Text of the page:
Many people in the world celebrate and play pranks on each other on April 1.
Is it halachically permissible to play pranks on people or in any kind celebrate April Fool's Day?
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I think it'll be a bit dfficult to give overall rules about whether 'pranks' are allowed, since what one might consider a 'prank' is quite varied, with some items being forbidden and some being permitted.
With that said, there are still certain things that are forbidden. Once we list all the 'pranks' that are forbidden, we can figure out what is permitted by process of elimination. :)
One category of forbidden 'pranks' is anything that involves stealing an item, even if there is no monetary damage. This is brought down in Kitzur Shulchn Aruch 182:3:
אֲפִלּוּ לִגְנוֹב עַל דַּעַת לְהַחֲזִיר, אֶלָּא שֶׁרוֹצֶה לְצַעֲרוֹ קְצָת אוֹ בְּדֶרֶךְ שְׂחוֹק, גַּם כֵּן אָסוּר.
Even stealing with the intention of returning it, but just for the sake of annoying someone, or to tease someone, is also forbidden.
Note that the above is when there is no damage to the item. If there is actual damage involved, it would clearly be more severe.
There may also be issues of humiliating a person (see Kitzur Shulchan Aruch Chapter 63, which while mostly dealing with business-related deceiving, has several non-business applications) and lying (see for example Kitzur Shulchan Aruch 181:7) but those were mentioned in @AlBerko's answer, so I won't focus on them here.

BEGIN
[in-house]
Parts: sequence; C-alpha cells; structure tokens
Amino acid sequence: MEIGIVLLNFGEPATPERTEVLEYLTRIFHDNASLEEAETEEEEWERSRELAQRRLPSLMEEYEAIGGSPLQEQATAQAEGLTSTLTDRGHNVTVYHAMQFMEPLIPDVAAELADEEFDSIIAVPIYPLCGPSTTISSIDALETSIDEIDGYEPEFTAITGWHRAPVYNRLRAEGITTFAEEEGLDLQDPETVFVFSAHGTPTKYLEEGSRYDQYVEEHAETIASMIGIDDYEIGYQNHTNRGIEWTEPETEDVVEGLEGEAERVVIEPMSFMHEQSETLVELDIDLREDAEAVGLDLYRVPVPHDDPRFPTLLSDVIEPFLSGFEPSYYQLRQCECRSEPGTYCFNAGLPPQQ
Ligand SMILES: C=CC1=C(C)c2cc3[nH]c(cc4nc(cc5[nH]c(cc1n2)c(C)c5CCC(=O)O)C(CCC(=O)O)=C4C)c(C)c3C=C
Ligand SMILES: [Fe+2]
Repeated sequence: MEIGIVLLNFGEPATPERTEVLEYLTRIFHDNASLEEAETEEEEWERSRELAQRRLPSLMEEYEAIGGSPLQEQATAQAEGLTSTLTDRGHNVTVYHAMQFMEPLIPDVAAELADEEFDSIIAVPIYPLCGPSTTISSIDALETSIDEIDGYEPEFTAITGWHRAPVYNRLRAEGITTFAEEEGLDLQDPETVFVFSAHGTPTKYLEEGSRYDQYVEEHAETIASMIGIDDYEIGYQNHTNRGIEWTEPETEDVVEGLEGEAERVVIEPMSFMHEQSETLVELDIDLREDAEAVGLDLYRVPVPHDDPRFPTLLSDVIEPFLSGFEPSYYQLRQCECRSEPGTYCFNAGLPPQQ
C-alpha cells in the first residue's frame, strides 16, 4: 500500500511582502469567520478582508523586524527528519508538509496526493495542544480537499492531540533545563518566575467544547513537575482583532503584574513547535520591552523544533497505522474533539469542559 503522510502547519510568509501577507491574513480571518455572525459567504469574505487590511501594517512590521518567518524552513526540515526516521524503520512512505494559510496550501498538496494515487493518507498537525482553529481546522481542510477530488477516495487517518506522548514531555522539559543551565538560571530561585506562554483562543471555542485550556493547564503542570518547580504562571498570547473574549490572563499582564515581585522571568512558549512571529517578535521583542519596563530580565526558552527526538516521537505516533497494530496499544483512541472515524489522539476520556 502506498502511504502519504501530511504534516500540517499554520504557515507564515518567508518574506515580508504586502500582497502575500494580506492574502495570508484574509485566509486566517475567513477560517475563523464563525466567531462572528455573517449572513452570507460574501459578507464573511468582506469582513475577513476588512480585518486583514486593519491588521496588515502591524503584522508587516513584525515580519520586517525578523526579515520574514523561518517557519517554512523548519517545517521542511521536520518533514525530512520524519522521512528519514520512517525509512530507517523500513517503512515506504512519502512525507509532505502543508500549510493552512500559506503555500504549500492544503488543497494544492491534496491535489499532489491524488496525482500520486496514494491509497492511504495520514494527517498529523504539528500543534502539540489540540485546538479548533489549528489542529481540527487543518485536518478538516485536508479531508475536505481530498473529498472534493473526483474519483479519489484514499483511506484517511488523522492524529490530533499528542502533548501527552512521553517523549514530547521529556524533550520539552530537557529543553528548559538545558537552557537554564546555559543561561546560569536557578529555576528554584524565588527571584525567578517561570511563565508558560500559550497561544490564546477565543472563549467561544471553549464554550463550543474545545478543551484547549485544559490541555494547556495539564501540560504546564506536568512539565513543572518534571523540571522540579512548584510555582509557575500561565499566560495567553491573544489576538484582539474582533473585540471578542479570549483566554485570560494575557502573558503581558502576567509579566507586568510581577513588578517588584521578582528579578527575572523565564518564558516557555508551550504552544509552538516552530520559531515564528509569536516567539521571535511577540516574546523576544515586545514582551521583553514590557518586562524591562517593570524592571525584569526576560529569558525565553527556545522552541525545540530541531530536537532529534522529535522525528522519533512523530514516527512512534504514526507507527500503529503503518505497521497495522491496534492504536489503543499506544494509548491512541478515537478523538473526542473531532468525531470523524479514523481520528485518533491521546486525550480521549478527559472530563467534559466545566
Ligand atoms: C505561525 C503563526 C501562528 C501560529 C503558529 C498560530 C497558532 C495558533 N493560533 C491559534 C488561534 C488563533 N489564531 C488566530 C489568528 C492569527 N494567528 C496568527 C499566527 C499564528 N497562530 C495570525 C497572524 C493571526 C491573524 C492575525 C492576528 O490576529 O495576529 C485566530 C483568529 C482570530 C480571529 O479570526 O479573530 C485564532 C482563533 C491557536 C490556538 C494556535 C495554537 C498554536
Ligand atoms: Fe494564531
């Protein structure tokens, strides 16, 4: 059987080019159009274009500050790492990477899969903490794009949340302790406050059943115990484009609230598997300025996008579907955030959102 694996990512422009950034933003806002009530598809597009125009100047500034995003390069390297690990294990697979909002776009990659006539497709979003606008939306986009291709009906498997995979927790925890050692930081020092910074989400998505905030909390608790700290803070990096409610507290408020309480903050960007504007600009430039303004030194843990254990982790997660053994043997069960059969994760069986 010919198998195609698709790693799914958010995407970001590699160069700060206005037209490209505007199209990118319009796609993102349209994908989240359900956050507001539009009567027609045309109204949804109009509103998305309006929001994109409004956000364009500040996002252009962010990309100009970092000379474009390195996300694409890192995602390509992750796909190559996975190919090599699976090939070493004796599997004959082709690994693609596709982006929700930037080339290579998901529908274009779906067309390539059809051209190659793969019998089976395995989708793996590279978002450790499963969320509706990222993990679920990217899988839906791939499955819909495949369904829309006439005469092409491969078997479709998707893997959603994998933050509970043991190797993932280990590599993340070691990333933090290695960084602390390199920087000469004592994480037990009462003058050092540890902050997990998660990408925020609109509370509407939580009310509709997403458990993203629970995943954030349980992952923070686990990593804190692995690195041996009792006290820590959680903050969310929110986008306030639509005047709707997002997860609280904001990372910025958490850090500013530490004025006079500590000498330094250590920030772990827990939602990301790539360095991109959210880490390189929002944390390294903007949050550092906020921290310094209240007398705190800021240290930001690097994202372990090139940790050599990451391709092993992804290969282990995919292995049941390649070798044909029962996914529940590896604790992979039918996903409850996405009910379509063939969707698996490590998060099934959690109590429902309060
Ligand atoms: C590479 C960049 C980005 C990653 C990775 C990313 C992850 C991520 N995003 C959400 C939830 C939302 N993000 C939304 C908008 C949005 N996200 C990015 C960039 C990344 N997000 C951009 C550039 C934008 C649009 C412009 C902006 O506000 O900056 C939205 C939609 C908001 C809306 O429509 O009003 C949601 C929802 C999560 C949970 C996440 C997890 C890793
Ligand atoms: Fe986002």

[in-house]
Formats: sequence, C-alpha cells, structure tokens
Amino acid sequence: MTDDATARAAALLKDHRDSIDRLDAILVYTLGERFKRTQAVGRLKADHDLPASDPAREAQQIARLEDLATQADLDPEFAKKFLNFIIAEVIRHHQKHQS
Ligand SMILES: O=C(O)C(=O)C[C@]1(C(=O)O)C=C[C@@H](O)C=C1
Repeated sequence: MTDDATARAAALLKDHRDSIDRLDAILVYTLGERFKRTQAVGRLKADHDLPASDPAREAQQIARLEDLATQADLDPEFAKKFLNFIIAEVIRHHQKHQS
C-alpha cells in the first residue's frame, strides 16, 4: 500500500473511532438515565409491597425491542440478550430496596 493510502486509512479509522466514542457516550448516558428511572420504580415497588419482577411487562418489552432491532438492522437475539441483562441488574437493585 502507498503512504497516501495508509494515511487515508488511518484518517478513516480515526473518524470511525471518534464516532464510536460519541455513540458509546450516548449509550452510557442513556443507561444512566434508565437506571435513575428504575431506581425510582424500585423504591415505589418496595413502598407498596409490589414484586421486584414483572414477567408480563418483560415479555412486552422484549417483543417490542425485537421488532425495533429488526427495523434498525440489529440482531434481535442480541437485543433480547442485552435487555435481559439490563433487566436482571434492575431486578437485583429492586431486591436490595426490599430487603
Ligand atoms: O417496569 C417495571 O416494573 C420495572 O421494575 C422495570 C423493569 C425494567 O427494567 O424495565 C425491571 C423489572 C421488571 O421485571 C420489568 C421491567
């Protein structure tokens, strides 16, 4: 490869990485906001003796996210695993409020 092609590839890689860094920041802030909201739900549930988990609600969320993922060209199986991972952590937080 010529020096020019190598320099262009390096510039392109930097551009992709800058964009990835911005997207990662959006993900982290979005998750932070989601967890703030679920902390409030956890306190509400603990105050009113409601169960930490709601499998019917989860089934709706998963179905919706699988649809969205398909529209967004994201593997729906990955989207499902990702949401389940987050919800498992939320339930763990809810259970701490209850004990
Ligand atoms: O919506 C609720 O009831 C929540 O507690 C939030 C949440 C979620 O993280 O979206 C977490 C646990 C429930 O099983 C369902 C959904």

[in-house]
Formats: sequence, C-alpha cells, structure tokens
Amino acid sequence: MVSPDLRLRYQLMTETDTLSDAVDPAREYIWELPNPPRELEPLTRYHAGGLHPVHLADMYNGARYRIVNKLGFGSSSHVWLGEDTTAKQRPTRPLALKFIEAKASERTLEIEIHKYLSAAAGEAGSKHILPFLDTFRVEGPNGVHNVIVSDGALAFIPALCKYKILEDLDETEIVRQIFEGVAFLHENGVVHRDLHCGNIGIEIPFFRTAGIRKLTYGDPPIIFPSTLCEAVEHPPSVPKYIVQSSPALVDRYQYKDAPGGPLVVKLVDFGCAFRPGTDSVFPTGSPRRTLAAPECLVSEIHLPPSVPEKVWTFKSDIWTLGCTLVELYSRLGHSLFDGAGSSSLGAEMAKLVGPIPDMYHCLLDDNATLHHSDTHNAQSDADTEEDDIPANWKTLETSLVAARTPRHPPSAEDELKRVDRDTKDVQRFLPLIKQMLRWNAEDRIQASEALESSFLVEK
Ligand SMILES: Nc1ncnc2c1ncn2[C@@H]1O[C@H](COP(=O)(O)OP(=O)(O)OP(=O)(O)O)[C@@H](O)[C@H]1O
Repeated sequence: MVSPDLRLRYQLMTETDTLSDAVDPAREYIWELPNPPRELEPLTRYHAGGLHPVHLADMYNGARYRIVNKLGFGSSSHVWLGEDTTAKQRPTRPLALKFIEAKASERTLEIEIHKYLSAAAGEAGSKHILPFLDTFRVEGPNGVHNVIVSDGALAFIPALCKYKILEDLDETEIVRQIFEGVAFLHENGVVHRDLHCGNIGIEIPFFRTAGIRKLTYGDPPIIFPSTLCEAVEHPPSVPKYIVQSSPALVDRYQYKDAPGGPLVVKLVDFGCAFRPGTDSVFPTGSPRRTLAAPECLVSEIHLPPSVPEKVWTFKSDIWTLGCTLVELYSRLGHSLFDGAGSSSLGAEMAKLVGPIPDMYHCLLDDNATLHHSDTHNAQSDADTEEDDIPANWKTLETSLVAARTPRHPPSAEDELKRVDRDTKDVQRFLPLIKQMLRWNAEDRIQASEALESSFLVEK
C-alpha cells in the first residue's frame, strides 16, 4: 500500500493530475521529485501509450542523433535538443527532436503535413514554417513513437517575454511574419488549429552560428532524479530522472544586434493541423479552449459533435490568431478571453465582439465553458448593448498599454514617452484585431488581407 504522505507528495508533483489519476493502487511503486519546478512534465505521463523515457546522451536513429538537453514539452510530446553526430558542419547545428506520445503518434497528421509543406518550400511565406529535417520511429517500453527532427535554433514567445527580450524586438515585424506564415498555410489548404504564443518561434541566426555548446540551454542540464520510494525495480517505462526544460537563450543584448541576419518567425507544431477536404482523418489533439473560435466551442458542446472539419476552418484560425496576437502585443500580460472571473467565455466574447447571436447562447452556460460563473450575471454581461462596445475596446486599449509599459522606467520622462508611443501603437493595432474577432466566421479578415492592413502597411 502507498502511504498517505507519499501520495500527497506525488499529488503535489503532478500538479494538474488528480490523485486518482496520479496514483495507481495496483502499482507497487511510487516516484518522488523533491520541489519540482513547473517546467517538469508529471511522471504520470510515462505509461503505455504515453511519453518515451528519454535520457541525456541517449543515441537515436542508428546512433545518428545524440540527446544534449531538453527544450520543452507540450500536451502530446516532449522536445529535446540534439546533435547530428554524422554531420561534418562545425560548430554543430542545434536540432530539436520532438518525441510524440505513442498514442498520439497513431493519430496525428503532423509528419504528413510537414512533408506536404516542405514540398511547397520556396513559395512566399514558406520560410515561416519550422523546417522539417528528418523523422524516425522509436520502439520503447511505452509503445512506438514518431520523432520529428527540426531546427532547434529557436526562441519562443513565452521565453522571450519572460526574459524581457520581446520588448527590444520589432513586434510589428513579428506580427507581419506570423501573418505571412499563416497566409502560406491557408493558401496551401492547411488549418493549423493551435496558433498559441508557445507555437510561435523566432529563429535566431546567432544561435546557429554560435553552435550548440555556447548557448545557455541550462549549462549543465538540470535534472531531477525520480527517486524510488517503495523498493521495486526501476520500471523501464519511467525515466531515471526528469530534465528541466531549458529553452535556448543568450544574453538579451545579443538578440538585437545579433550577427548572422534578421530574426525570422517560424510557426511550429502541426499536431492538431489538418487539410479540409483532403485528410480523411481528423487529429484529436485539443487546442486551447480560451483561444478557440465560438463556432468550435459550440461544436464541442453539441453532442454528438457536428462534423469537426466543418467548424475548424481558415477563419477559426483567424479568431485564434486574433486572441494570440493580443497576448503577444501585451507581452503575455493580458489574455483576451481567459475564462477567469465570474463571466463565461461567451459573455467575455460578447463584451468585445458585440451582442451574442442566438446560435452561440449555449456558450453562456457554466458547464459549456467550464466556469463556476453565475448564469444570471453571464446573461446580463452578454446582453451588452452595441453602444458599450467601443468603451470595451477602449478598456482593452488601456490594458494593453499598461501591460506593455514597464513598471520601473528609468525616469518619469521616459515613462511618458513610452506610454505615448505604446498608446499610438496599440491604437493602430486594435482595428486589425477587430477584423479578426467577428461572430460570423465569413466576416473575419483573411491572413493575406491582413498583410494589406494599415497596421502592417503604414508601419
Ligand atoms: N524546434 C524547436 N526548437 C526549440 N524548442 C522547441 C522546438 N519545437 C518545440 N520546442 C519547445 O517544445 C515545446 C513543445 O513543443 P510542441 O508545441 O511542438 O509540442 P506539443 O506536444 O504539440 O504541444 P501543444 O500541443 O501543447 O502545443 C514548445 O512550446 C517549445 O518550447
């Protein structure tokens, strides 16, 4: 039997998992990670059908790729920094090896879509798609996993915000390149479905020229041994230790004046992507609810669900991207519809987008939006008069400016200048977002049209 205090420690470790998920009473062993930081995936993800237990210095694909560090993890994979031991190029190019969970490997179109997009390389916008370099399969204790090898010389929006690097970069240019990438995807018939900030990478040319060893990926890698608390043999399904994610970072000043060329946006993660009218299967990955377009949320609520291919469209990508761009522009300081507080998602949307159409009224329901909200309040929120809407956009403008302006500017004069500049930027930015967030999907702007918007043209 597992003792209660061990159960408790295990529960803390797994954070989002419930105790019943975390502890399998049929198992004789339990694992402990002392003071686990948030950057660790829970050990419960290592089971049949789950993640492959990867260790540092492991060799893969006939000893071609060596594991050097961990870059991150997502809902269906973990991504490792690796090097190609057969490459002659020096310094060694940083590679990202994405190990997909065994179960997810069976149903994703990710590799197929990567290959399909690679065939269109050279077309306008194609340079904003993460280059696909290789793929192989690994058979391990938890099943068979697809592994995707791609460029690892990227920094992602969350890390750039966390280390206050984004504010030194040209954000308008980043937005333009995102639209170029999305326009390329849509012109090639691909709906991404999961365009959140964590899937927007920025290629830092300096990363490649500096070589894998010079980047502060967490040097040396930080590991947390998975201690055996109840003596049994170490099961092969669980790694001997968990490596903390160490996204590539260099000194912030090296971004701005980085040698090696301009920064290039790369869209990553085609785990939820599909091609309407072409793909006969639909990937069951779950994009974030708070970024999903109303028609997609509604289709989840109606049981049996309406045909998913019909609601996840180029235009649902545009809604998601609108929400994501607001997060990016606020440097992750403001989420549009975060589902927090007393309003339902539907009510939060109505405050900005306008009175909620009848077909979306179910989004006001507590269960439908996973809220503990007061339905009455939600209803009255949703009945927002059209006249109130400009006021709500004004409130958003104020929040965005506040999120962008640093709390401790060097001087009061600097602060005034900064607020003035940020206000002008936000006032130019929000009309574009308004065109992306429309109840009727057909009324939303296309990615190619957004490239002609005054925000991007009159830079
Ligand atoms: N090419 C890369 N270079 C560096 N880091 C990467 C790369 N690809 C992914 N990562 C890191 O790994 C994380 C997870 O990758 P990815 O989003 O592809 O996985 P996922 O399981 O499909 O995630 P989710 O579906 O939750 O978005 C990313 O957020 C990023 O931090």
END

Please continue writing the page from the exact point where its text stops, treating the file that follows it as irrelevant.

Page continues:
Fooling others [Jews] by saddening them even minutely is prohibited Deorayso even if they forgive afterward:
כשם שאונאה במקח וממכר כך אונאה בדברים:
לא יאמר לו בכמה חפץ זה והוא אינו רוצה ליקח,
אם היה בעל תשובה לא יאמר לו זכור מעשיך הראשונים,
אם הוא בן גרים לא יאמר לו זכור מעשה אבותיך
שנאמר (שמות כב, כ) וגר לא תונה ולא תלחצנו
Just as there is a prohibition against exploitation [ona’a] in buying and selling, so is there ona’a in statements, i.e., verbal mistreatment. The Mishna proceeds to cite examples of verbal mistreatment. ...
See also Shu"A Cho"M 228:
"אסור להונות בדברים ולגנוב דעת הבריות ולרמות במקח וממכר"
I would definitely add the prohibition of lying (מדבר שקר תרחק), which is less stringent but still important.